I Don't Want to Be Funny Anymore: Hannah Gadsby's Nanette

29 Jun 2018

Content Warning: Mention of sexual harassment and preditory behavior towards young people.

Lately, I’ve been feeling like the odd man out

I hurt my friends saying things I don’t mean out loud…

I don’t want the joke to be on me…

I’m serious

I know it’s a first but

I don’t wanna be funny anymore”

- Lucy Dacus, I Don’t Wanna Be Funny Anymore


I’ve been listening to this song by Lucy Dacus over and over again. Not only is her voice the perfect combination of haunting and mesmerizing, but I’m also trying intensely to justify how I find myself in the lyrics. Because, the thing is I do want to be funny anymore. I want so badly to squish myself up and crawl into that smaller, more convenient space I used to occupy.

It was so easy for so long to turn this pain into humor. But today if I tried, I would end up with a depressing jag about chaos and coping mechanisms, and the futility of tying my worth on this planet to my top five most recent accomplishments minus my top 15 most recent failures. I know, because I have tried to be funny and I have ended up with that instead and I hated it.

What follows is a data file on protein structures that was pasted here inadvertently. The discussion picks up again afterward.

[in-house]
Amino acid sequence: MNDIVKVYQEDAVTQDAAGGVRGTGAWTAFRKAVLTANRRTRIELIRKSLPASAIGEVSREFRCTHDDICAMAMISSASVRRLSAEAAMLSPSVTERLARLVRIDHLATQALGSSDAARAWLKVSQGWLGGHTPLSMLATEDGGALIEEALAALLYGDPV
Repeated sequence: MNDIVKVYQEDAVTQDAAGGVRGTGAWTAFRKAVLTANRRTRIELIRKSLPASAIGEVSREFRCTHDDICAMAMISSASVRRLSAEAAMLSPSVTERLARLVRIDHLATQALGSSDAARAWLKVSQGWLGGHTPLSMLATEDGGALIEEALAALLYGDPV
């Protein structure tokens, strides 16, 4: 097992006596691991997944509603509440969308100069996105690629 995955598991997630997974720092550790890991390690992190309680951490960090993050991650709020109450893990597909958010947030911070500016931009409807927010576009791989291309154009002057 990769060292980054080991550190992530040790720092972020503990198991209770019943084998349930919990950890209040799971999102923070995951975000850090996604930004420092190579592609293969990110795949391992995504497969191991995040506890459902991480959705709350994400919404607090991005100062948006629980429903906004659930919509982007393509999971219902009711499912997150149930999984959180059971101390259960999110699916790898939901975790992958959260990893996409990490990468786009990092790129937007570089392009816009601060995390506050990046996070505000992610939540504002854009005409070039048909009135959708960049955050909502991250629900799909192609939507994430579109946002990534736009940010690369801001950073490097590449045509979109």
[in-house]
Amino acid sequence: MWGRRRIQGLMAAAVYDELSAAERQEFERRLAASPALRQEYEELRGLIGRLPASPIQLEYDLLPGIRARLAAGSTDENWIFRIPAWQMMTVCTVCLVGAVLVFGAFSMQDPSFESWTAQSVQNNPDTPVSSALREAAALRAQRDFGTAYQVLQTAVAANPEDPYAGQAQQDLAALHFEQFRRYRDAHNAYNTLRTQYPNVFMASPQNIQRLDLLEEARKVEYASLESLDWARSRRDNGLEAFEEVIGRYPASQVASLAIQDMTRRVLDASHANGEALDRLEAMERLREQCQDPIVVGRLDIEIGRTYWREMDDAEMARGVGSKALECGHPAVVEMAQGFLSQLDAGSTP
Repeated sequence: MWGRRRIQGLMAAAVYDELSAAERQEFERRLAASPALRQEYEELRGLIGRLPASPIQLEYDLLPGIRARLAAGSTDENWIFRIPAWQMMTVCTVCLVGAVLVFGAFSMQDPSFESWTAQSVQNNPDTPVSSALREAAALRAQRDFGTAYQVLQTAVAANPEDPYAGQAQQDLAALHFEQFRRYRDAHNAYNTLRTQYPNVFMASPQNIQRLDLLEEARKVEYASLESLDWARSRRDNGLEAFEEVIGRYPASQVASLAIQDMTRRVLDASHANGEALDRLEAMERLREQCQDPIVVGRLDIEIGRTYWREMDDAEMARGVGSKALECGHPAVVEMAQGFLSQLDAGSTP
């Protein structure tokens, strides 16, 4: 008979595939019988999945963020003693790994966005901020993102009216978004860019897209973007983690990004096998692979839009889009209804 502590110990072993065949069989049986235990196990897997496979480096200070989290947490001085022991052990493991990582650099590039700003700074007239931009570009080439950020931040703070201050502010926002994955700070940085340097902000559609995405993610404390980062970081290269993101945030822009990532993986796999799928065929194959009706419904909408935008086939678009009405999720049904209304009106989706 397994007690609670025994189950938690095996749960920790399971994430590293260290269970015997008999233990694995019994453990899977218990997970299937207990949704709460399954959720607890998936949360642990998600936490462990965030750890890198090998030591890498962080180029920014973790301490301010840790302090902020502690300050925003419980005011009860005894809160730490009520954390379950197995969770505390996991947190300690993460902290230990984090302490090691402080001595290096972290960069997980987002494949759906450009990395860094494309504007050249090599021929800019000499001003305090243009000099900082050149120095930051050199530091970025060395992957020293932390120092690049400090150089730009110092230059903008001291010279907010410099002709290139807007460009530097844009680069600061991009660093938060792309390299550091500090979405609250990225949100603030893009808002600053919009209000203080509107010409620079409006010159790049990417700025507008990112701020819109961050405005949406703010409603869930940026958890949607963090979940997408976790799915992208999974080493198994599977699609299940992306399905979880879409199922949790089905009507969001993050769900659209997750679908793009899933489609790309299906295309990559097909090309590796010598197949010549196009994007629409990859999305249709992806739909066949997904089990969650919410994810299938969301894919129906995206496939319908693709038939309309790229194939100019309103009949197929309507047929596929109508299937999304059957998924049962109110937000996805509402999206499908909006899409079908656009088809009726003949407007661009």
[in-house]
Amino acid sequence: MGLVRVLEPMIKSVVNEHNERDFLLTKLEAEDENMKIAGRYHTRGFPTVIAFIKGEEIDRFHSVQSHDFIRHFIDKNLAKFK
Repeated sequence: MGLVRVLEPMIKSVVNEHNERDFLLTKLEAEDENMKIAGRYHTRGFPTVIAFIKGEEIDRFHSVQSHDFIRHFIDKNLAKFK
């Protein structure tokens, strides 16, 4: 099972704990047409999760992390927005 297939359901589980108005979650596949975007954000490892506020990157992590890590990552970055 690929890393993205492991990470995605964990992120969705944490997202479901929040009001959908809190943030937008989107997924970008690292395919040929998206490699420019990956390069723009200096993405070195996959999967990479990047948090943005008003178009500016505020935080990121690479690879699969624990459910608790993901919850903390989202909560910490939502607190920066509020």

I hated the hard edges and awkward angles. I hated how much of me it showed and how little of it was rewarding. In any sense of the word. I hated how reading it made me feel ashamed of the deep, unending neediness pouring out everywhere without humor to mask it as performance. Without humor to hide behind, to belittle it’s largeness, it’s meaning.

Everybody’s already written their thinkpiece on Hannah Gatsby’s Nanette. That’s about when I started to write this one. But I’ve been trying to braid this combined wonder at her perfectly executed post-modern display of narrative performance, my own struggle with some of the same themes she addresses in her show, and the fact that I don’t know what to do anymore.

Writing was easy for me because I used to know how it worked. I knew the response I wanted to evoke, the concepts I wanted to convey, and I knew the buttons to press to get the things I wanted out of the world. Acceptance, support, understanding, love even. Things I was never freely given; things I had to earn or steal.

And I got really good at it. And I loved it. And if I physically could, I wouldn’t change a thing. Because now I’m just a quivering jello of a human without anything I used before to keep that inside, or at least to decorate it nicely for public consumption.